Watch Me Work: I Am Not Special
After so many years as a woman of color in media, I have the privilege to mentor young professionals, especially younger women starting out, those pivoting in or out of the industry, or a few who are trying to ‘get free.’
After the usual questions about how my career and how I took the leap to start my own company, we get to a moment in the conversation that is becoming easier for me to recognize. It is the moment when, always without being prompted, I tell the young professional, “Don’t worry. If I can do it, you can do it.”
It is such a simple phrase to utter, but the implications are profound for talented and hardworking women of color who have followed a traditional path to a corporate version of success. I know, because I wore out many pairs of nice shoes walking that very same path.
As I talk to these women, I have come to realize that what some of them want is a blessing, a simple affirmation that they are equipped and ready to take, perhaps, the biggest chance in their career. But because I have just begun to get to know them or this might be the first time we talk after they reached out to me, I cannot speak to their strengths and potential, but I can reassure them of one vital truth:
I am not special.
It seems like a counterintuitive thing to say in the age of the personal brand. It certainly seems odd to say it about yourself to someone who sought you out for advice. But it is actually the most powerful thing I can impart on an aspiring journalist or writer or solopreneur: I do not possess any ability that is beyond her; I have not been granted special knowledge that she does not have access to; I do not have a secret code that renders the Hereculian more manageable.
I am not special.
But I work very hard.
When I worked in establishment media, I put in a lot more hours than required, I taught myself lots of skills, like how to copy edit, how to use design software, I volunteered for editorial innovations being tried out, and pushed myself at every opportunity. But that does not make me special. Lots of people do that.
So the second piece of advice I offer is also based on experience:
Take big risks.
And that’s where the conversation usually takes a significant turn. I ask blunt questions: What are you willing to give up? What are you ready to learn? How long are you willing to defer gratification? How much sleep do you really need? Who’s in your support circle? How are you going to finance this? What else do you need to learn to get started?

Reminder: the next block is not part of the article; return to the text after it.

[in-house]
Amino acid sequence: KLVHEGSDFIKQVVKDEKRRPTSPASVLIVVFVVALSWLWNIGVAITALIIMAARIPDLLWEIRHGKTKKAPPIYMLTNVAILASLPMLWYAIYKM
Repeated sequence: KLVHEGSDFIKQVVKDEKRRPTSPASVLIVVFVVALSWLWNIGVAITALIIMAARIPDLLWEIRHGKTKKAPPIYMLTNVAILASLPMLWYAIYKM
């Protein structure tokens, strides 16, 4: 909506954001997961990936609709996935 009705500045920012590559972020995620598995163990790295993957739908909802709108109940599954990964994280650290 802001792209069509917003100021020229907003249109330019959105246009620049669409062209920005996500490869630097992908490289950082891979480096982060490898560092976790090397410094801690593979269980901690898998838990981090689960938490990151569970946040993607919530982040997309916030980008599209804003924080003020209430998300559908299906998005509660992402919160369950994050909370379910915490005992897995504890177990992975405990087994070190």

These are the foundational questions I asked myself a year ago when I decided to become a solopreneur. And they are still the questions that guide me as I make decisions about the work my company takes on and the direction I’m leading my team. Personally, it is very gratifying.
But it there’s a veil that distorts reality and creates a false sense of exceptionalism around women of color who are successful, who take big risks, who make big sacrifices, and who work diligently at their craft.
And that’s dangerous.
It’s dangerous because it sends the erroneous message that women of color who achieve great feats are so rare as to be unicorns endowed literally with magic. But that is seldom the case. Women of color who achieve success on their own terms — which is after all what most of the younger women I speak want — do so because they work really hard and take big risks.
With all my admiration and love for her, I can say that Ava DuVernay is not special. She worked behind the scenes for years, sacrificed her financial safety to fund her first film, and shot on weekends while managing a full-time Hollywood publicity career. Ava was most recently at the Cannes Film Festival where she was on the jury and lead a historic protest for women’s inclusion. All of it due to her talent and the fact that Ava works very hard.
Tanzina vega is a friend who inspires me daily, but I can say that Tanzina is also not special. She spent two decades doing the type of work covering people of color that set the bar for the New York Times and CNN. She did it one byline at a time, and is today leading The Takeaway, one of the best current affairs shows on national radio. All of it due to her talent and the fact that Tanzina works very hard.
Ava’s and Tanzina’s abound and we are so lucky to witness their brilliance. But they are not unicorns endowed with special powers. I celebrate and admire them because they set an example for me, and for so many other women of color, of what diligence and perseverance can make possible when sharpened by talent.
Like them, I am not special, but I work very hard.
Juleyka Lantigua-Williams has been a multimedia professional for almost two decades. A former staff writer at The Atlantic, she was also the lead editor/producer of NPR’s Code Switch. She has now turned her focus to creating high-quality audio and film productions using the tenets of journalism she honed over her extensive career. In 2017, after falling madly in love with podcasting, she founded Lantigua Williams & Co., a podcast and film studio based in the Washington DC area. Juleyka continues to make inclusion a central theme in her work, which now focuses on creative-centered collaboration in digital formats. She’s still trying to fully understand her own experiences as a hyphenated American.
Follow her @JuleykaLantigua